A rare solar eclipse will sweep across Arkansas this year and is expected to send 1.5 million people flocking to the state.
Just two total eclipses have crossed through the state since it became part of the US after the Louisiana Purchase, the first in 1834 and the second in 1918.
This year’s eclipse will pass northeast from Texarkana to Piggott on April 8 between 1.45pm and 2pm CDT.
A rare total solar eclipse is expected to send 1.5 million people flocking to Arkansas this year
The totality zone will fall northeast across the state from Texarkana to Piggott on April 8 between 1:45 and 2pm CDT
The event could temporarily increase the population of Arkansas by 50 percent
While it is shaping up to be the largest tourist attraction this year, it will only be visible for minutes at a time.
State tourism director Dalany Thomas told Axios that the event could temporarily increase the population of Arkansas by 50 percent.
The state Department of Transportation anticipates up to 1.5 million visitors. A half-million Arkansas residents are also expected to travel towards it.
Over 30,000 hotel rooms, 5,400 cabins and 6,400 RV sites fall within the eclipse’s path, excluding Airbnbs, Thomas said.
Morrilton Mayor Allen Lipsmeyer said on public affairs program AR Week that locals need to prepare as they would in an ‘ice storm.’
‘You may not be able to get out with the traffic problems,’ Lipsmeyer said.
In anticipation of the flood of travelers, the Department of Transportation has developed a traffic management plan and is working with local agencies.
A total solar eclipse occurs when the Moon passes in front of the Sun and all but completely obscures it.
While the Sun is around 400 times larger in diameter than the Moon, the Moon is about 400 times closer to Earth, causing them to appear roughly the same size in the sky.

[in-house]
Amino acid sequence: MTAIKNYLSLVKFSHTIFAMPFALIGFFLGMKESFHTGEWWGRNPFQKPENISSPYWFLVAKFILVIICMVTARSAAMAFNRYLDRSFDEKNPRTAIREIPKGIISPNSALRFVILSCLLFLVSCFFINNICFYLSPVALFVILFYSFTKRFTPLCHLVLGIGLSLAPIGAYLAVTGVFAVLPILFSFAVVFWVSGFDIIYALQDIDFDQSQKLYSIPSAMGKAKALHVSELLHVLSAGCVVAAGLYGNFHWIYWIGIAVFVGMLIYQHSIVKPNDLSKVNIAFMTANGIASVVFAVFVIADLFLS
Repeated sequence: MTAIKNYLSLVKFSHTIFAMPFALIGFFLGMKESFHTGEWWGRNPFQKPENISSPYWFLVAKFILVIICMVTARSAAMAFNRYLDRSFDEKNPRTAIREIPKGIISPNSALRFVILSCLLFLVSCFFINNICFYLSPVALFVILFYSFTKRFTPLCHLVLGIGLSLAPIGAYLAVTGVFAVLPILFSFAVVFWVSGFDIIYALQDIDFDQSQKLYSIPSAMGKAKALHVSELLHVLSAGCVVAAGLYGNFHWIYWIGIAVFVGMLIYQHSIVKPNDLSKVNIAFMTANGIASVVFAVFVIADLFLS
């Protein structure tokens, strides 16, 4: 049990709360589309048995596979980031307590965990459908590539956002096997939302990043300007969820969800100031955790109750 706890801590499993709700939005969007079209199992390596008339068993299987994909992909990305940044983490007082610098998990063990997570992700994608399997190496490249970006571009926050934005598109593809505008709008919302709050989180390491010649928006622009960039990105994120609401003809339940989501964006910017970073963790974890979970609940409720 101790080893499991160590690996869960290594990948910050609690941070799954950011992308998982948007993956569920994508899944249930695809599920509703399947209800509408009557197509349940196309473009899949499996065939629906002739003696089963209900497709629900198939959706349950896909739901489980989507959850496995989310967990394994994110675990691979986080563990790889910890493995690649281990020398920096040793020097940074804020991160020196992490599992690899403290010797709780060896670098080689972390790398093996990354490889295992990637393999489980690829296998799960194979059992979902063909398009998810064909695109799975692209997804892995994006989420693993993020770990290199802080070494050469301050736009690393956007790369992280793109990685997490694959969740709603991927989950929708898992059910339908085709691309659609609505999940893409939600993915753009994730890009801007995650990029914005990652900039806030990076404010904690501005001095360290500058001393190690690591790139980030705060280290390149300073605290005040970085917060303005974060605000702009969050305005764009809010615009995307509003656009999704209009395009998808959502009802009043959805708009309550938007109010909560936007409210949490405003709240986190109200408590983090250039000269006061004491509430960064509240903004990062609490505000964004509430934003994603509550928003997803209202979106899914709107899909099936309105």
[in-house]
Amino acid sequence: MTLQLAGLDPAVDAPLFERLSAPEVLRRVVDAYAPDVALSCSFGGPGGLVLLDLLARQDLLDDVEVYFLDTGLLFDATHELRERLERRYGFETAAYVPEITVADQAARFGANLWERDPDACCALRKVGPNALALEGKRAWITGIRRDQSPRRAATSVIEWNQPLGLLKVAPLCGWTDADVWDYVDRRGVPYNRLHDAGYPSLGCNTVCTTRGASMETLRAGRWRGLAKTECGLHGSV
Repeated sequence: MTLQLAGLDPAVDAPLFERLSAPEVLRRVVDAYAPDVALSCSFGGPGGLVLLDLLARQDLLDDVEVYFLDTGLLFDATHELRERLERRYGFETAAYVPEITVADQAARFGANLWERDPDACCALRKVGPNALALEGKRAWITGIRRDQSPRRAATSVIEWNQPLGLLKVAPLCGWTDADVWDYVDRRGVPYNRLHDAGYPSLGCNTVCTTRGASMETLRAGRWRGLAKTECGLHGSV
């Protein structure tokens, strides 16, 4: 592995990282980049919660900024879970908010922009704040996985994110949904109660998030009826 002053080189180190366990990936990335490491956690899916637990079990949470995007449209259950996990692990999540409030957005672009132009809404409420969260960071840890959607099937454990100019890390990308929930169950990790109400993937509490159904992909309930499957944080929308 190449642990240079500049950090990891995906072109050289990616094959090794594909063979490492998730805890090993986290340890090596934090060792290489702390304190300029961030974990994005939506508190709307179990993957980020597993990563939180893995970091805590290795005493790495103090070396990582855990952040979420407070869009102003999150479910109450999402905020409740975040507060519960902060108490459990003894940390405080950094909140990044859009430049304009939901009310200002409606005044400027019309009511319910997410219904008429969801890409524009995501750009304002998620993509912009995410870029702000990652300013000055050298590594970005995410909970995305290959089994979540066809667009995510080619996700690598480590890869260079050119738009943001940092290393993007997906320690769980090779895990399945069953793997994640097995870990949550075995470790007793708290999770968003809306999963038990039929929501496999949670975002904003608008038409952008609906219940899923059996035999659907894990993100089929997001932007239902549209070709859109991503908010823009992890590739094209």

During a total eclipse, the Moon just nearly covers the Sun, masking all but the corona – the outermost layer that appears as a ring of light.
A half-million Arkansas residents are also expected to travel towards the eclipse’s path
During a total eclipse, the Moon just nearly covers the Sun, masking all but the corona – the outermost layer that appears as a ring of light
The event will be visible in 11 ‘totality towns,’ with peak viewing time ranging from two to four minutes
The event will be visible in 11 ‘totality towns’ in Arkansas, with peak viewing time ranging from two to four minutes.
Clinton will spend four minutes and 14.9 seconds in the totality. The small city is home to riverwalk trails, a historic down full of local crafts, antiques and dining.
The eclipse will cross Mountain View for four minutes, 13.7 seconds. The city is nestled deep in the Ozark Mountains and home to the state’s largest craft cooperative, in addition to its plentiful options for outdoor recreation.
Hardy and Cherokee Village are both expected to spend 4 minutes, 12.1 seconds in the totality. Hardy is a preserved 1920s-era Ozark village with several bed-and-breakfast inns. By contrast, Cherokee Village is a 15,000-acre resort destination boasting two golf courses, swimming pools and a private beach.
In Heber Springs, the viewing time decreases to four minutes, 2.4 seconds. The city serves as a popular access point to Greers Ferry Lake, one of the state’s most popular tourist destinations, and the Little Red River.
Batesville will spend just over 4 minutes in the totality. This small community is home to the state’s oldest existing city historic commercial district, but new restaurants and businesses have sprung up over the years.
The eclipse will be visible in Mountain Home for under 4 minutes. The city was one of the state’s first retirement regions, with fishing resorts and hotels aplenty.
Searcy is projected to spend only 2 minutes and 55.7 seconds in the totality. The city’s claim to fame is its fishing, but there are also opportunities for climbing nearby and countless hiking trails.
The small Ozark Mountain town of Flippin will fall in the totality’s path for just two minutes and 49 seconds. The town sits just three miles west of the White River and is surrounded by vacation resorts.
The eclipse will be visible for 2 minutes and 47 seconds in Yellville, which provides access to Crooked Creek, popular for fishing and camping. The city also houses the Rush Historic District, a late 19th-century zinc mining town.
Visitors may catch a glimpse of the eclipse in Jasper during a narrow two-minute, 4.2-second window. If not, there are plenty of opportunities for activities like caving, mountain biking and horseback riding.